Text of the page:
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Anti-Forced Swim Test protesters disrupt City Address at Wills Memorial Building

A group of anti-Forced Swim Test campaigners staged a demonstration during the annual State of the City Address.

By Milan Perera, Deputy Editor and Roya ShahidiCo-Editor-in-Chief 

A group of anti-Forced Swim Test protesters disrupted the State of the City address held in the Wills Memorial Building on Wednesday, 18th October.

The protestors voiced their objection to the use of the Forced Swim Test, demanding the University halt it in scientific experiments. The demonstration was organised by People for the Ethical Treatment of Animals (PETA).

The protesters stormed the Great Hall during the address of Professor Evelyn Welch, Vice-Chancellor at the University of Bristol.

PETA campaigners disrupted the City Address - Milan Perera

They carried placards and chanted the slogans: ‘Bristol Uni, Drop the Forced Swim Test!’

The City Address is a part of the 2023 Festival of the Future City, which included addresses from Marvin Rees, the Mayor of Bristol, and the Vice-Chancellor of the University of Bristol, Professor Evelyn Welch.

This follows action on Tuesday, October 17 when a group of PETA supporters surprised attendees of the University of Bristol London alumni branch’s annual lecture by staging a protest calling for, ‘the end of the cruel forced swim test.’

The lecture was delivered by the former Director General of MI5, Lord Evans of Weardale. 

Demonstration during an alumni event on 17th of October - PETA

Speaking to Epigram, a spokesperson for the protest group said: ‘When conducting this widely discredited test, experimenters at the University of Bristol induce panic in vulnerable small animals like rats and mice by forcing them to swim in inescapable cylinders of water. Terrified of drowning, the animals attempt to climb the sides of the container and even dive underwater looking for a way out.'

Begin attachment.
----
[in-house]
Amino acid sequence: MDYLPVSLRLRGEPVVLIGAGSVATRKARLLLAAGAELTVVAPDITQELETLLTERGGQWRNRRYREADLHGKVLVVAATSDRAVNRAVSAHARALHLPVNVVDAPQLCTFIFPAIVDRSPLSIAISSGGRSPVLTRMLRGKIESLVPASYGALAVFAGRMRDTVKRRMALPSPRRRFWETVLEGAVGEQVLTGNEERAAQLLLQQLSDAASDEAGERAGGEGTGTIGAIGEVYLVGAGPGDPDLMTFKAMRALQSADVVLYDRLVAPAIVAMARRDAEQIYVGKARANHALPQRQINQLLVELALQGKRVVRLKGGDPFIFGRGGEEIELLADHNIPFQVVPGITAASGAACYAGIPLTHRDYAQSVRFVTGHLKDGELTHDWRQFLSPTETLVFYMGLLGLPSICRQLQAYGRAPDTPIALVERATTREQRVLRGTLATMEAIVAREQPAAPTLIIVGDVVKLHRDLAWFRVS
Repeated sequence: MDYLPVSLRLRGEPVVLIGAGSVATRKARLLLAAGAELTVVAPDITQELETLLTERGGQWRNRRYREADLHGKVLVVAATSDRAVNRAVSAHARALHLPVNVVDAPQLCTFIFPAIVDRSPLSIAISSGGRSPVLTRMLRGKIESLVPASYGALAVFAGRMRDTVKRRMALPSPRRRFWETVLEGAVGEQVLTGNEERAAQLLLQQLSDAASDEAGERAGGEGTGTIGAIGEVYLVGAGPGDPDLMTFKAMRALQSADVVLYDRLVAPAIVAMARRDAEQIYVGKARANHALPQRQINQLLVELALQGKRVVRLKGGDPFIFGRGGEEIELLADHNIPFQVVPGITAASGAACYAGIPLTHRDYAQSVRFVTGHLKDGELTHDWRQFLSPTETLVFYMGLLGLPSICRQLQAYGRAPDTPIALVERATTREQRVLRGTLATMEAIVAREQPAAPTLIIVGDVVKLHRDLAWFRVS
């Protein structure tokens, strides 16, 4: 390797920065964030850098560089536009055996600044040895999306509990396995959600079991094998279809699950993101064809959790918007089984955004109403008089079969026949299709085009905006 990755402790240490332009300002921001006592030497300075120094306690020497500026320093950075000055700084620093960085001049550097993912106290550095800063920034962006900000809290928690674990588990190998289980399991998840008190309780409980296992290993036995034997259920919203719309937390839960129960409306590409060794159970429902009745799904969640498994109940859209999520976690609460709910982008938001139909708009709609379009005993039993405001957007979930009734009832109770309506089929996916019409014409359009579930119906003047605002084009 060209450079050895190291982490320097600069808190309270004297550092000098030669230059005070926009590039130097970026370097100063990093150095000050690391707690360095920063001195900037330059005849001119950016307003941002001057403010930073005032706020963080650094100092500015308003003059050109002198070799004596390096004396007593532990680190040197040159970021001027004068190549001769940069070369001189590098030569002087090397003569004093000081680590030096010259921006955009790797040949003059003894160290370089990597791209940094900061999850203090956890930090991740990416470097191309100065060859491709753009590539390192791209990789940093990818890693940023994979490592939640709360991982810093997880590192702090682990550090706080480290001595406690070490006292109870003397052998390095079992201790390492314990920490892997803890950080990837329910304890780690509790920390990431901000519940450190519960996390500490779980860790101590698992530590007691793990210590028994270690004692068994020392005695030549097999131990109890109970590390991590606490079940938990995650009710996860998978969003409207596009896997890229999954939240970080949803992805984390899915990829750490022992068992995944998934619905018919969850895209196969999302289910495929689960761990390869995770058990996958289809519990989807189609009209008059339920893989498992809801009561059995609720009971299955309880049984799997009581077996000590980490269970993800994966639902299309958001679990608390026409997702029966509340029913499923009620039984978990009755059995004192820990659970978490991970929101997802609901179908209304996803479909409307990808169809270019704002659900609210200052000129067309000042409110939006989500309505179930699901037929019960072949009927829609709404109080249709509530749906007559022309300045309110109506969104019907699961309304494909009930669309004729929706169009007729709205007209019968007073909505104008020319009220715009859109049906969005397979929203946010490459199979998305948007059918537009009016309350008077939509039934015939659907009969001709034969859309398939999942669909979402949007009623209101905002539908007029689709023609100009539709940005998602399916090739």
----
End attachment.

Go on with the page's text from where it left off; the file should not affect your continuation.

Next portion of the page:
‘Experimenters believe this can somehow reveal something about the way humans experience and cope with stress. They kill the animals when they are done with them – either by gassing, inflicting blunt-force trauma to the head, inducing anaesthetic overdose, or breaking their necks – and then study their brains.’

Kate Werner, Senior Campaigns Manager at PETA said: ‘In an absurd attempt to understand human mental health, the University of Bristol forces tiny animals to experience the fear of drowning.'

‘This cruel and pointless experiment should have no future in this city, and PETA is calling on the institution to move with the times and join the rest of the UK’s top universities in dropping this test.’

The protest group further added: ‘Despite a student-led motion condemning the test, the University of Bristol continues to torment and kill animals. Among others, the universities of Brighton, Exeter, Liverpool, Manchester, Nottingham, and Southampton as well as Newcastle University and King’s College London have indicated they neither use the near-drowning test nor intend to do so in the future.’

Protesters carrying placards inside the Great Hall - Milan Perera

The Home Office is currently reviewing its policy on the forced swim test.

The advice made public in July 2023 from the Animals in Science Committee – an independent advisory body to the Home Office on issues relating to the Animals (Scientific Procedures) Act 1986 –  recommended that the human relevance of the experiment must be demonstrated when the forced swim test is intended to be used as a stressor.

After several minutes of disruption, the protesters were escorted off the premises by the security personnel present at the event. 

Regarding these developments, a University of Bristol spokesperson said: 'We recognise there are differing views about the use of animals in research, including some concerns around whether it is ethical.'

'The University of Bristol has a successful track record of translating scientific discoveries into real-world advances. Wherever possible we rely on non-animal methods for example computer models, cells grown in the laboratory or human volunteers.'

'When these methods are not suitable to address the scientific gaps, and therefore only when absolutely necessary, we use animals in research to improve our understanding of health and disease in both humans and animals. This includes cardiovascular and cancer research, diseases associated with infection and immunity and, in the case of forced swimming, significant advances in the understanding of stress-related disorders.'

'We are committed to a culture of openness and transparency regarding the research carried out here at Bristol, ensuring the animals are treated with compassion and respect. We keep up to date with the latest thinking on all aspects of research using animals (including advances in welfare) and have robust and thorough ethical review processes in place for every project.'

Featured image: Milan Perera

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